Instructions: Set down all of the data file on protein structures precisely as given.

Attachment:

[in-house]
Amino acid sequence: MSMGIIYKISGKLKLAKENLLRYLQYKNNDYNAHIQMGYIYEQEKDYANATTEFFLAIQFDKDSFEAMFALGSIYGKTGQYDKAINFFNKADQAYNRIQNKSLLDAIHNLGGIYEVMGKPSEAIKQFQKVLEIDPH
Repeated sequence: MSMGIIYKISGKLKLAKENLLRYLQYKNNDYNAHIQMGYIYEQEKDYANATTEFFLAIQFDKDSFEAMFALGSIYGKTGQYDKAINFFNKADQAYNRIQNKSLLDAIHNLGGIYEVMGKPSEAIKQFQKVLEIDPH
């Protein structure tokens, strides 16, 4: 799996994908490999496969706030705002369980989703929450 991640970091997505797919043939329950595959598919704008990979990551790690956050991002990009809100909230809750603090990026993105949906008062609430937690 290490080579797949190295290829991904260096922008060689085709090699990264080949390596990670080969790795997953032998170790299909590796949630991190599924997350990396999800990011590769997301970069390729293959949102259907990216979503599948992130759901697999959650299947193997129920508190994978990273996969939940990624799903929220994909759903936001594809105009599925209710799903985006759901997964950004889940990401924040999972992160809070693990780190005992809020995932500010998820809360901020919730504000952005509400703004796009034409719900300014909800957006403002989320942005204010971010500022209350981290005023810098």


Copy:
[in-house]
Amino acid sequence: MSMGIIYKISGKLKLAKENLLRYLQYKNNDYNAHIQMGYIYEQEKDYANATTEFFLAIQFDKDSFEAMFALGSIYGKTGQYDKAINFFNKADQAYNRIQNKSLLDAIHNLGGIYEVMGKPSEAIKQFQKVLEIDPH
Repeated sequence: MSMGIIYKISGKLKLAKENLLRYLQYKNNDYNAHIQMGYIYEQEKDYANATTEFFLAIQFDKDSFEAMFALGSIYGKTGQYDKAINFFNKADQAYNRIQNKSLLDAIHNLGGIYEVMGKPSEAIKQFQKVLEIDPH
């Protein structure tokens, strides 16, 4: 799996994908490999496969706030705002369980989703929450 991640970091997505797919043939329950595959598919704008990979990551790690956050991002990009809100909230809750603090990026993105949906008062609430937690 290490080579797949190295290829991904260096922008060689085709090699990264080949390596990670080969790795997953032998170790299909590796949630991190599924997350990396999800990011590769997301970069390729293959949102259907990216979503599948992130759901697999959650299947193997129920508190994978990273996969939940990624799903929220994909759903936001594809105009599925209710799903985006759901997964950004889940990401924040999972992160809070693990780190005992809020995932500010998820809360901020919730504000952005509400703004796009034409719900300014909800957006403002989320942005204010971010500022209350981290005023810098």